“That knife has a 9.5-inch blade with a slight recurve,” Nolen said, “with brass and nickel-silver trim and a solid stag handle with a hidden tang. The blade is ATS-34 stainless steel. That is one of my favorites because it was one of the first. Once I got it there was no turning back, and for the last 30 years I have pretty much stuck with the big bowies. Robert Blasingame of Kilgore, Texas, helped me get started on the making of copies of antique knives before he passed away in 2010. He was quite a historian.
Bringing Bowie Knife History to Life
“It was about 10 years ago that I got this wild idea to track back the bowie and its origin,” Chris continued, “and Linda and I visited 12 museums and met curators, who were all such nice people who even let us hold some of the original knives that were associated with the Bowie family.
“For example, we went to the Alamo and actually got the dimensions of the original Searles-Fowler knife. Now, we’ve researched and had reproductions made of pretty much every knife associated with the Bowie family.”
Through the years Chris has developed a reputation as something of an expert on bowie knives, resulting in his traveling exhibit aptly named, “Bowie Knife: Fact, Myth, and Legend.” In 2014, he traveled to the Historic Arkansas Museum in Little Rock, where more than 200 genuine bowies were on display.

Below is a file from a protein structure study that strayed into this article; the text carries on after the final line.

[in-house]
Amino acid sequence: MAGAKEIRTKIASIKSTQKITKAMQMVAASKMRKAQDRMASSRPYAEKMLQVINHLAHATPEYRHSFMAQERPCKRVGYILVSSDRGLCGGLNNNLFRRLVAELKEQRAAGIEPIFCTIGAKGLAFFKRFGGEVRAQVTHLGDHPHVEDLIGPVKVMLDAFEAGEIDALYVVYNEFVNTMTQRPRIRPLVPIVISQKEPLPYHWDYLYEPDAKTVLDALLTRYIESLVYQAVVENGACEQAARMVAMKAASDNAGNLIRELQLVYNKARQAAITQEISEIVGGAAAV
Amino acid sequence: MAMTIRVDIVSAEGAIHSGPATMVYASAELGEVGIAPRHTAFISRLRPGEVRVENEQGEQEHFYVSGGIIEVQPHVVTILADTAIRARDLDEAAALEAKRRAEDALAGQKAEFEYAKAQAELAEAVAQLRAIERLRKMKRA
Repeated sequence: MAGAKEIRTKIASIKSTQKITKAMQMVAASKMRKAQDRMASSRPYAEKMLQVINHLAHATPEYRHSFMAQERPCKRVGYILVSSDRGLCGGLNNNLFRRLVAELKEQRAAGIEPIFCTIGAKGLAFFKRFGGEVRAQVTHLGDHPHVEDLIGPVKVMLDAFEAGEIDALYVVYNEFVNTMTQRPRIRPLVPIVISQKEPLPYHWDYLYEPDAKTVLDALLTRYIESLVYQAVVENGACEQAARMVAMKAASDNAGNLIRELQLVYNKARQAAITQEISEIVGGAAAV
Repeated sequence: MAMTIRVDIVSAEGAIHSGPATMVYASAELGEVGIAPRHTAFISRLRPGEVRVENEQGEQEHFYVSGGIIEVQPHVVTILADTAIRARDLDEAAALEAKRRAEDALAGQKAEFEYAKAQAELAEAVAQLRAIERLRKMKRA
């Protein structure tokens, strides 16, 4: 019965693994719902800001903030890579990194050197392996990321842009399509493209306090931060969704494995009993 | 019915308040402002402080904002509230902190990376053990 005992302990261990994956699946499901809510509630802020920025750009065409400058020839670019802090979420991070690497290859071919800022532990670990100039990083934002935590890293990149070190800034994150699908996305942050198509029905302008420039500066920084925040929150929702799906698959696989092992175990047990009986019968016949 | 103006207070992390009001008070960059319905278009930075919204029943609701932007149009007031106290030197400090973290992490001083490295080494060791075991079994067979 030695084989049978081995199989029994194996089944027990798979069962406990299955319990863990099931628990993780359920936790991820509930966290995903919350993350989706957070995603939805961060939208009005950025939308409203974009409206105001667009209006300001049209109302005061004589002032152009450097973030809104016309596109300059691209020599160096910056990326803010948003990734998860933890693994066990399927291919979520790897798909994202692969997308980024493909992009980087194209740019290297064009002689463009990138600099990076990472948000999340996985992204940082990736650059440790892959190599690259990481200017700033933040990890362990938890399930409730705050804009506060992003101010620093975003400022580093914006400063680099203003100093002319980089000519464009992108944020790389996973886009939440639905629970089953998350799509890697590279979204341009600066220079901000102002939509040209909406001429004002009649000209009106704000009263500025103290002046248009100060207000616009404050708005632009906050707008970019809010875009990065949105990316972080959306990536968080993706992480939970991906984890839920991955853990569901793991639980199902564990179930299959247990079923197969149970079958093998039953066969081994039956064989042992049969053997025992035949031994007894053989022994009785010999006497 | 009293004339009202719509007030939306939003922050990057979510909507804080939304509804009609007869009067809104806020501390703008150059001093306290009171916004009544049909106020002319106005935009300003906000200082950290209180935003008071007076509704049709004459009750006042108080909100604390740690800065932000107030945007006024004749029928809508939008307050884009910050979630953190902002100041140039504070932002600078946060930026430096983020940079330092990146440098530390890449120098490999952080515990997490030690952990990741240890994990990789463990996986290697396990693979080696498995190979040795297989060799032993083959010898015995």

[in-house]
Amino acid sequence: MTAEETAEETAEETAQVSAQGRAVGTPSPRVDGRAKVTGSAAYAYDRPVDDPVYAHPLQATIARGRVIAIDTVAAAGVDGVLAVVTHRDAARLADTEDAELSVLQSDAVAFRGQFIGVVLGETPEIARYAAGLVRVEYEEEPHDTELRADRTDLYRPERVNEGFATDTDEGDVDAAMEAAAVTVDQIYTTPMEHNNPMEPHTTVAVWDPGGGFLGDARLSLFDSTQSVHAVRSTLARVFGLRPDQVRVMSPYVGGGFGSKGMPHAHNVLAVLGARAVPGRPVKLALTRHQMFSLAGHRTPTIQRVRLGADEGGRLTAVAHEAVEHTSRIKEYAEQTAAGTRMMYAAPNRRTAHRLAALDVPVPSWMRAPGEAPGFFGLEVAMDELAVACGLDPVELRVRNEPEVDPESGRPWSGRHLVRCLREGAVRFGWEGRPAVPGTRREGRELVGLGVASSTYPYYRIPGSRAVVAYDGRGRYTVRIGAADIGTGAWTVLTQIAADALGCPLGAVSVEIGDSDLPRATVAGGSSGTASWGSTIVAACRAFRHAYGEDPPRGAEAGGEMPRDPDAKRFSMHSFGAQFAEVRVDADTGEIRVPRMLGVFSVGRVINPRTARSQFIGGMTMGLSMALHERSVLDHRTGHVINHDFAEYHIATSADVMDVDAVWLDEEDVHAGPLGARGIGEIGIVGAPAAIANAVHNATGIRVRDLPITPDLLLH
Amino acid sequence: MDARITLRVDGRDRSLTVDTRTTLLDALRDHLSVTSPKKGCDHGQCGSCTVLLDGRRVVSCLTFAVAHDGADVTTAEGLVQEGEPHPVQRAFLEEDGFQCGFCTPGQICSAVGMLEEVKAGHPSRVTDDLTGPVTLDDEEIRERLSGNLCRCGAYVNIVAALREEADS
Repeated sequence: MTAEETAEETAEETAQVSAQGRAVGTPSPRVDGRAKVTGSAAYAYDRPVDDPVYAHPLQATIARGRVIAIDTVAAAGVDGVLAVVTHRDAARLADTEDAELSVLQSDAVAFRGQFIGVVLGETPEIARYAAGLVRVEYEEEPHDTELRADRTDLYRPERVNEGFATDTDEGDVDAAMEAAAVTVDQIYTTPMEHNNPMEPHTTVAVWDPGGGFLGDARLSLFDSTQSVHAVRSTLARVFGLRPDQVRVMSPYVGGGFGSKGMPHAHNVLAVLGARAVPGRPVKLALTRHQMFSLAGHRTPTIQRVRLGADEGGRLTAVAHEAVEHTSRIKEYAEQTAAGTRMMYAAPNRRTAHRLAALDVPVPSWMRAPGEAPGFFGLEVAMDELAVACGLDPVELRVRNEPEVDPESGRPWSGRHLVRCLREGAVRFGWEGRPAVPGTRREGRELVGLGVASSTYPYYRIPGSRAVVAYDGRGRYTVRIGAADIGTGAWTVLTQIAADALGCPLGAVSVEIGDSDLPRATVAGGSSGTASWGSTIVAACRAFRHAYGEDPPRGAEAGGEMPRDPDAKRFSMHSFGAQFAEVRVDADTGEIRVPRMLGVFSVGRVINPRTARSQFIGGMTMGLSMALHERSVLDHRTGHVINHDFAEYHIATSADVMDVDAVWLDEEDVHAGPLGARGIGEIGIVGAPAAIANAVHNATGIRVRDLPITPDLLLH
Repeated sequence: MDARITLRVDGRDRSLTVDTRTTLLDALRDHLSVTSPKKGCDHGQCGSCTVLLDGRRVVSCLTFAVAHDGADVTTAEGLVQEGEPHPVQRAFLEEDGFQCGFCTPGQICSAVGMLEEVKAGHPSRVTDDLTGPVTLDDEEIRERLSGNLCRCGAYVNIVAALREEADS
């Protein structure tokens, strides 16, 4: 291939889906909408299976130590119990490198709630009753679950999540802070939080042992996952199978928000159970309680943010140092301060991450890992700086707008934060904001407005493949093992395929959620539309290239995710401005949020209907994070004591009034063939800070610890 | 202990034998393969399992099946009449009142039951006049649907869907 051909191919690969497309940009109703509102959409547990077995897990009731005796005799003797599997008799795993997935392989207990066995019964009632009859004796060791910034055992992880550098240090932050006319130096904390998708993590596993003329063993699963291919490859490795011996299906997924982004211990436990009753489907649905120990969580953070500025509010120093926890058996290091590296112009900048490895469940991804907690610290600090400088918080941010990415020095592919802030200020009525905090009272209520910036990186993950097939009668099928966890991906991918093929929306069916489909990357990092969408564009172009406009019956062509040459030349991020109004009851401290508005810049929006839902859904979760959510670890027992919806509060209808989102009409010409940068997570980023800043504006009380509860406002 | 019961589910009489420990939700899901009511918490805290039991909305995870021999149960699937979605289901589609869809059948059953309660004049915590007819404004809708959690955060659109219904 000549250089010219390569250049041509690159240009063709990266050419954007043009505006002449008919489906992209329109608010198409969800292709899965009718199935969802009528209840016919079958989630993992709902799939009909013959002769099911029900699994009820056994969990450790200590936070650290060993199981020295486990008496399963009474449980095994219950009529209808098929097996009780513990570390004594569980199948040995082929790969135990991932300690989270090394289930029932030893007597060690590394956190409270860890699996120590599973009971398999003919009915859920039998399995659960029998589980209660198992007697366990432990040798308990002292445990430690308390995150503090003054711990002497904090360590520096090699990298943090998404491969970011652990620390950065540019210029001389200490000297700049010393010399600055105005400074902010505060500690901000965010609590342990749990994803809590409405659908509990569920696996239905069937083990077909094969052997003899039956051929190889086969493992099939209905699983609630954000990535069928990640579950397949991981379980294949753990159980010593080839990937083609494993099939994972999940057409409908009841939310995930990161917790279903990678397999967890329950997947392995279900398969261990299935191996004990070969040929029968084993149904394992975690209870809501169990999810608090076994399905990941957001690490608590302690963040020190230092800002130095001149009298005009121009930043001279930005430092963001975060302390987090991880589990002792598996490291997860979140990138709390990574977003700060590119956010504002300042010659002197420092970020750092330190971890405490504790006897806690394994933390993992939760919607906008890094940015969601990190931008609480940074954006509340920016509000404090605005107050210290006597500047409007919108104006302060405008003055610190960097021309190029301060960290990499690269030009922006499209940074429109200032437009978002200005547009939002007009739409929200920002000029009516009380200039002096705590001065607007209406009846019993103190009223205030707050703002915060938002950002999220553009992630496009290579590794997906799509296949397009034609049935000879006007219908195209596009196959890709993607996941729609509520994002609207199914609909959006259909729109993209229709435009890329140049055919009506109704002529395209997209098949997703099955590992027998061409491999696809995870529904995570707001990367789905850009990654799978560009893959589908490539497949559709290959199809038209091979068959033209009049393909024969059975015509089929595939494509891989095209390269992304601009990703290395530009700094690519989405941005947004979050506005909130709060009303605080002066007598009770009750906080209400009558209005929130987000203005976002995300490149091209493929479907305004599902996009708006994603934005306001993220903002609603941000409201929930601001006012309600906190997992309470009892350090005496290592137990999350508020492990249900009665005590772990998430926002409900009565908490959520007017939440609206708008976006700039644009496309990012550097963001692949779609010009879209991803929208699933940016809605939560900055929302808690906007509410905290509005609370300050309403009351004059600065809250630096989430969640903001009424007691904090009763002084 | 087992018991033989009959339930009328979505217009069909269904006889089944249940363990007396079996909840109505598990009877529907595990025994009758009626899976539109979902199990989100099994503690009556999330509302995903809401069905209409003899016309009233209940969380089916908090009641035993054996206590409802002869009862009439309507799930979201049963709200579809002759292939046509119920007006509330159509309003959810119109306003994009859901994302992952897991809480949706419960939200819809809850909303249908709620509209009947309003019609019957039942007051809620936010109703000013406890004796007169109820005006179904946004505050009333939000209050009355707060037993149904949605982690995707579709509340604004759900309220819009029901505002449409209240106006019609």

“They had my reproductions at the entrance there in a big black case,” he remembered. “There is probably more legend than anything surrounding these knives. Jim Bowie didn’t leave us much to go on, and I have studied him for years now. His brother, Rezin, was a big promoter of the bowie knife and gave a lot of them away as gifts. These reproduction knives have been everywhere, and I get a kick out of it.”
Along with the history lesson that the bowie repros convey, visitors can begin to grasp the tremendous skill that is required to produce a high quality bowie.
“It’s hard for a maker in today’s time to get into the head of a maker from 180 or 200 years ago,” Chris offered, “and most of them want to put their own artistic spin on a knife. But along with Jerry Berry, I narrowed it down to Rich McDonald and Mark Banfield who do a lot of work for me, and Cowboy Bob Giles of Whitefish, Montana, who has probably made 15 of them for me. These men are unbelievable artists.”
Musso and Musician Phil Collins
Mention of the Musso Bowie conjures some of the theory and conjecture surrounding its authenticity.
According to Chris, Joe Musso sold the original knife to Phil Collins of the rock music group, Genesis, who in turn donated the original to the Alamo, where some metallurgical testing has been done and some believe the “JB” mark on the guard ties the knife to Jim Bowie.